As leaders, when we push forward, we sometimes push the resources that can help us achieve success off to the side without even knowing it.
My client stepped into the arena that day by most accounts already a successful dentist. She had a thriving practice and a team who were willing to show up in a horse arena on a chilly morning to support her. But she had told me privately that she always felt she could do more, do it better, do it faster, push harder. Her drive was the catalyst to her success — or so she thought.
In the arena I had organized several obstacles. Bailey, a sweet red-brown mare, stood at the ready to embody the dentist’s practice. I gave my client a simple instruction, “Your task is to move your practice — the horse — through the obstacles in any order. You may not use a rope, you may not touch the horse, and you may not bribe the horse with treats or feed. You may use anything in this arena to help you as long as you don’t violate these rules.” I did not point it out, but she had a multitude of objects to choose from, including her own team, as I never said THEY couldn’t touch the horse.
My dentist client began by trying to herd her “practice” through the obstacles using only her hands and voice. Bailey moved here and there, but not where my client wanted her to go. My client searched for something that might help her. As her team watched anxiously, she tried many things, finally choosing a 4-foot pole with a flag at one end. My client waved the flag end of the stick toward Bailey forcefully and Bailey responded by trotting off with her head up in the air. My client again approached her with the stick raised and waved it at her, commanding her to cross an obstacle. Bailey again moved quickly to the other side of the arena, snorting her disapproval. This repeated for quite a while. Success just outside the dentist’s reach meant a build-up of anxiety and restlessness in her body. The stress was beginning to show in all her actions, making her more demanding in her movements toward Bailey.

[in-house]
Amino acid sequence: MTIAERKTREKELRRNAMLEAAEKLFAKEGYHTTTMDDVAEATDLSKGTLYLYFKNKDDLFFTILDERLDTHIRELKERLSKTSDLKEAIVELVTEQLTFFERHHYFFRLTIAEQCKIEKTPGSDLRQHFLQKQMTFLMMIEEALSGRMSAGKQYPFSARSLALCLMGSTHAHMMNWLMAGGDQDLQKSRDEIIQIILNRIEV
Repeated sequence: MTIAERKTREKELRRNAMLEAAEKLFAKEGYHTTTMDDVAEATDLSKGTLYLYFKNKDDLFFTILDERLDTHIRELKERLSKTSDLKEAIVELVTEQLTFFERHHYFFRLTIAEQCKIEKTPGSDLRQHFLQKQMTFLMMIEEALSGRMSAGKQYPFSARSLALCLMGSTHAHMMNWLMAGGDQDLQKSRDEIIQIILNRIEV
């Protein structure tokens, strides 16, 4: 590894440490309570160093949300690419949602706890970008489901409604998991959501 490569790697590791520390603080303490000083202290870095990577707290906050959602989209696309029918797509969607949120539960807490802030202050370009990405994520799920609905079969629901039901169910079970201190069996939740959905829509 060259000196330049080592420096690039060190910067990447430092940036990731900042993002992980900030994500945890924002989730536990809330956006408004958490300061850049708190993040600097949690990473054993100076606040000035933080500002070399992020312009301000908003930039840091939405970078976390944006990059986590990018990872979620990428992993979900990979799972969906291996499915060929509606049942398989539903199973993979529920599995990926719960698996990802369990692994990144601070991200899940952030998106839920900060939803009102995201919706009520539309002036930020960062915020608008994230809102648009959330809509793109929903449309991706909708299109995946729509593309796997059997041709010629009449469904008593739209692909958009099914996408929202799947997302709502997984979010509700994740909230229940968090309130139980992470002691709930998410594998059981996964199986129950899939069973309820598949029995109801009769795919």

In frustration, my client finally dropped the stick. As it hit the ground, Bailey lifted her head again, but this time not with anxiety or resistance. The horse’s acknowledgement of the dentist was immediate, she did a quick, excited happy buck, and then immediately trotted right over to my client.
The realization was immediate to the dentist as the horse (her dental practice) lowered its head in approval of her realization. “I am trying to do this all by myself,” she said. “And it’s not working.”
At this moment, her team spoke up from the sidelines, “We could help,” said her front desk manager. “Yes,” agreed the hygienist.
The dentist looked at them with deep recognition. “I need your help,” she said. The entire team entered the arena and together, they were able to guide Bailey (the practice) through all the obstacles with ease.
Many times we can’t see the resources we have around us because we are too “in the weeds.” One of the great enlightenments of the work I get to do with horses and dentists is to watch the absolute relief that comes when a dentist realizes they are truly not alone in their efforts.
I invite you now to look around in your life…are there resources you are not employing that could help you be more successful? Is your leadership style hindering you?